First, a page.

Hey All -
Was cutting some aluminum on the Tormach when the computer just turned off mid-cut. The machine still has 220v power. I tried power cycling everything, and did a check of all the plugs. The machine will come out of e-stop and the oiler comes on when you power cycle it, so I believe the hardware is fully functional. The cut that was in progress was only .010 on a .0625 end mill so no reason to think it was overloaded or anything.
The big yellow extension cord seems to have a short in the end, noticeable by just touching it and the lamps for the enclosure flicker. However, nothing I did, plug swapping, etc, would restore power to the controller. I also pulled the controller out and attempted power it up via the button on the case. It seems to be affecting the entire 110v circuit as the computer monitor will not power on either.
I left my stock, end mill and TTS holder in the mill as I didn’t think I’d be able to get it all out without being able to raise the Z axis. If anyone has any ideas how to proceed I’m happy to do the work but beyond getting after it with a multimeter and moving a bunch of stuff around for access to the machine, I’m out of ideas, and I’m afraid it’s non-functional until we resolve this.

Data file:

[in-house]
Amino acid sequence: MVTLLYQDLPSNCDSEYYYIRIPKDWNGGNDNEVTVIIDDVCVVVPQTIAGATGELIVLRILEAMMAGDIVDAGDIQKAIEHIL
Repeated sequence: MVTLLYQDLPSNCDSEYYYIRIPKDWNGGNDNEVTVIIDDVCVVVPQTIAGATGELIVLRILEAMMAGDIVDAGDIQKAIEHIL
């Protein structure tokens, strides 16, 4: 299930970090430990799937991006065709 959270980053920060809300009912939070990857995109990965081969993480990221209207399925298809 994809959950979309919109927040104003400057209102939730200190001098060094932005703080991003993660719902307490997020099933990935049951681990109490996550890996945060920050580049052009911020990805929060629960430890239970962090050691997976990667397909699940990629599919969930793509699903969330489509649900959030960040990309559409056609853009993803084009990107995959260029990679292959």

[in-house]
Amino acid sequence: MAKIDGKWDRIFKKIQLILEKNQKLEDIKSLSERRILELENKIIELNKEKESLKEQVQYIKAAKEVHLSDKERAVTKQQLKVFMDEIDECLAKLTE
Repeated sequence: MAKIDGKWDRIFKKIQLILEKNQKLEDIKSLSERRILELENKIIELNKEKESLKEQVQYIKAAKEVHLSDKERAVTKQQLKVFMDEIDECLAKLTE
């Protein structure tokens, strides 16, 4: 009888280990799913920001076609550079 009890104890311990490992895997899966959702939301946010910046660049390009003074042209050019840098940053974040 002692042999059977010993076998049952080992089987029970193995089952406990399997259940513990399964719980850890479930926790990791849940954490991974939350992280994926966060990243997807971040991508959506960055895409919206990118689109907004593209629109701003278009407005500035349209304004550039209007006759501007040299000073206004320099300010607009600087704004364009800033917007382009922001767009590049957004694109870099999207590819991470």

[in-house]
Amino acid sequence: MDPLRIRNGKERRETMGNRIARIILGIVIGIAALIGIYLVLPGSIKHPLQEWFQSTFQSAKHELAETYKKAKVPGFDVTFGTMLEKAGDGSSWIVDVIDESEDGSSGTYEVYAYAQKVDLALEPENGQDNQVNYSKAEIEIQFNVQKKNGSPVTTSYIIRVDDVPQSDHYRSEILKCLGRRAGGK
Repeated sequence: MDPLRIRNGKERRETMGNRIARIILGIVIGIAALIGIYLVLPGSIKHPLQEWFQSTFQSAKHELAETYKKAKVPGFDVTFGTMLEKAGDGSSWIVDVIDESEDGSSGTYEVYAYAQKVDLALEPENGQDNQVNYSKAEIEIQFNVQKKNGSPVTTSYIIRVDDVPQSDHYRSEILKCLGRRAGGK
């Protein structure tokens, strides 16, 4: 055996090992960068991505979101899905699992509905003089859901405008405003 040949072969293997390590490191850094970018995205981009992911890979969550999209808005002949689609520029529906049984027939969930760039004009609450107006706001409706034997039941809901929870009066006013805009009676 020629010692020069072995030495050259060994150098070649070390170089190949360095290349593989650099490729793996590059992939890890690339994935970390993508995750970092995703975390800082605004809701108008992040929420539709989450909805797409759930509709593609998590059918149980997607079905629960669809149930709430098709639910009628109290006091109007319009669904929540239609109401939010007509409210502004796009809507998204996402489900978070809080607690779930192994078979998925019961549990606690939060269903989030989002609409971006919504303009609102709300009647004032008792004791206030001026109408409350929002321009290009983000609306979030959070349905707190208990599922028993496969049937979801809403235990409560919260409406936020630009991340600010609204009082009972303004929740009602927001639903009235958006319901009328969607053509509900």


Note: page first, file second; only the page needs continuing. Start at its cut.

Thanks for reporting. @EricP or @JoeN any ideas?
Also @mgmoore - in regards ghosts in the electrical system
I will get a new receptacle for the extension cord.
I’ll be up there tonight to take a look . Possible we could have nuked the power supply when the extension shorted
It sounds like a disconnect, not a short. People always confuse the two. A short would blow the circuit breaker – or make visible arcs, start fires, etc… A disconnect seems less likely to have hurt the power supply. More likely the cord is just bad. Try another one.
No idea what would cause an issue with the cord spontaneously. Was anything moved around there? Also, I don’t know if the cord had been tested. Eric ran it originally; I rerouted it later but assumed it was OK otherwise.
Running a proper circuit out the Tormach for 120 V is on the list of things to do. I’ll bump the priority up.